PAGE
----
Sunday July 13, 2003 | Greg Boyd
This morning Greg continued his series on discipleship by preaching about the necessity of dying to self. Expounding on Luke 14:25-28, Greg stated that God’s call “to hate” family and self does not literally mean hate, but instead is a figure of speech used in ancient times to emphasize meaning.
This morning Greg continued his series on discipleship by preaching about the necessity of dying to self. Expounding on Luke 14:25-28, Greg stated that God’s call “to hate” family and self does not literally mean hate, but instead is a figure of speech used in ancient times to emphasize meaning. In other words, Luke 14:25-26 means that there should be no competition to a person’s allegiance to Christ. A believer’s love for God should be so passionate and vibrant that it pales in comparison to a person’s expression of love for family and self. For the people of Jesus’ day to hear the call to “take up your cross” would have conjured up images of a tortuous and barbaric death. However, Jesus’ call is rooted in love for us. When we consider the cost of being Christ’s disciple, the joy of living in and for God’s kingdom makes it worth sacrificing all (Matthew 13:44-46). Moreover, Matthew 10:39 states that only when a person loses his or her life will they find it. Thus, “dying to self” involves killing the false self that believes that the world revolves around itself. The abundant life that God intends for us occurs when we submit our lives to God.
However, we can easily misunderstand what it means to die to self. Greg spent time detailing two things that dying to self is not. First, it is not loathing one’s existence. Greg calls this thinking “maggot theology,” because individuals believe they are as despicable as maggots. While it is true that all humanity sins, walking through life as though you are worthless denies the fact that all humanity is created for greatness in God’s image. Second, it does not mean that fun and enjoyable things must stop. People can tend to construct their lists of dos and don’ts that they believe need to be followed in order to walk faithfully with God. Greg encouraged people to hold strong convictions, but not as a strategy for judging people. Greg stated that this tactic, instead of illustrating a life submitted to God, actually demonstrates an idolatrous way of securing life (i.e. from a list of dos and don’ts).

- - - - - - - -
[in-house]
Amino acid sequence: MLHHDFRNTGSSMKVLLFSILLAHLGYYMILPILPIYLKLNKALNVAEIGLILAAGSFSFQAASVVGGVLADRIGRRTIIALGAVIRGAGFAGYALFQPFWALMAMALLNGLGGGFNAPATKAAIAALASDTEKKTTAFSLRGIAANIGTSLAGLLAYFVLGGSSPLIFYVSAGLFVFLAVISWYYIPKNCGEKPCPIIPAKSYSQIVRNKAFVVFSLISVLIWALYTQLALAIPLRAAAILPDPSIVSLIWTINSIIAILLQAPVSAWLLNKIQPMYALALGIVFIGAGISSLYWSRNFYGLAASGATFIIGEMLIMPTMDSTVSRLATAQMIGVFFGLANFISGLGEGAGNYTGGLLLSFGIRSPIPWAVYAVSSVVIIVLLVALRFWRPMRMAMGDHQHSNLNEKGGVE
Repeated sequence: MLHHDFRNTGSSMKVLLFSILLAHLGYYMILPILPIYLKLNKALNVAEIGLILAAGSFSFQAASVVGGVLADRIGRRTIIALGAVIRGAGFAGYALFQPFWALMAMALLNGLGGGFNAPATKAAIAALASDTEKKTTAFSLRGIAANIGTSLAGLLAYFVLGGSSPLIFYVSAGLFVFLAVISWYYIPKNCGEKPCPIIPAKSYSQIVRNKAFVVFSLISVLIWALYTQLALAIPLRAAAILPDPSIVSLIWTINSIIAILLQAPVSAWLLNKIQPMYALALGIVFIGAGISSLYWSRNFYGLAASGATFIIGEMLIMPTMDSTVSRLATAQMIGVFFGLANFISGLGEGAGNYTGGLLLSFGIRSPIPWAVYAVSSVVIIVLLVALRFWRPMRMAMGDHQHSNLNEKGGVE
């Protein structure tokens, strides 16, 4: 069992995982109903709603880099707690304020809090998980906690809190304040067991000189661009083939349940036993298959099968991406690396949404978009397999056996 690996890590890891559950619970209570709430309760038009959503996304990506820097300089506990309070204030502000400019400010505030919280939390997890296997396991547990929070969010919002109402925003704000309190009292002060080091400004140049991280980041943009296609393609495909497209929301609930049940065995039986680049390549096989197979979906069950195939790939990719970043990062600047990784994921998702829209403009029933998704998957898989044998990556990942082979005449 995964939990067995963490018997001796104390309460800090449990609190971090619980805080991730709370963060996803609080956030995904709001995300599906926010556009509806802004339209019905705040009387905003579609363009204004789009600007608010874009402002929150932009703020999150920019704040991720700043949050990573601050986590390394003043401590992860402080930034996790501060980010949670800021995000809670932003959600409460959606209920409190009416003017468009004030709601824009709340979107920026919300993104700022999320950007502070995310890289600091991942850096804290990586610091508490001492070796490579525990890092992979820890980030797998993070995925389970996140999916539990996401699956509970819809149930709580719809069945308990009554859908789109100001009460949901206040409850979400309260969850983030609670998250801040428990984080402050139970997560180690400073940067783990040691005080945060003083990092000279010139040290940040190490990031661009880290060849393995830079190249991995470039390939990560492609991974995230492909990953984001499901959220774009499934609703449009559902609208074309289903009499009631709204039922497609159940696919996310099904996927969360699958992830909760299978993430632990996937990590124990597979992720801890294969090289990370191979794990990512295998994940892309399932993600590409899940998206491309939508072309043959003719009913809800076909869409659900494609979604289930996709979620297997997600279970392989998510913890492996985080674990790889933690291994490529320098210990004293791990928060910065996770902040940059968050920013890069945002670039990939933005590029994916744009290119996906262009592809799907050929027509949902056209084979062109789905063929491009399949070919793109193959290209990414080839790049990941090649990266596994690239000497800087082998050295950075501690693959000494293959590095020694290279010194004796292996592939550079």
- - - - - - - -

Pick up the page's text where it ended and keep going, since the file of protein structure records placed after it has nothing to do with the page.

However, the Good News is that if we are willing to die (i.e. submit our whole life to God) we will live. Just as the person found the treasure in the field and then sold everything to buy the field (Matthew 13:44), so also in dying to self we will experience the abundant life that God through Christ offers to us. In living such a life, we are free from condemnation, fear, guilt, and shame. Furthermore, we participate in the divine life of love that marks God’s being. The Apostle Paul’s mantra can be ours, “I no longer live, but Christ lives in me” (Galatians 2:20).
Greg closed the first part of this sermon by reminding us of two points. First, we are not “buying” the treasure through dying. The treasure of life in Christ is a gift that involves no merit on our part. Second, dying to self is not a once and for all experience, but must happen consistently. Luke 9:23 speaks about disciples of Christ needing to take up their cross daily, and in 1 Corinthians 15:31, Paul writes that he dies daily.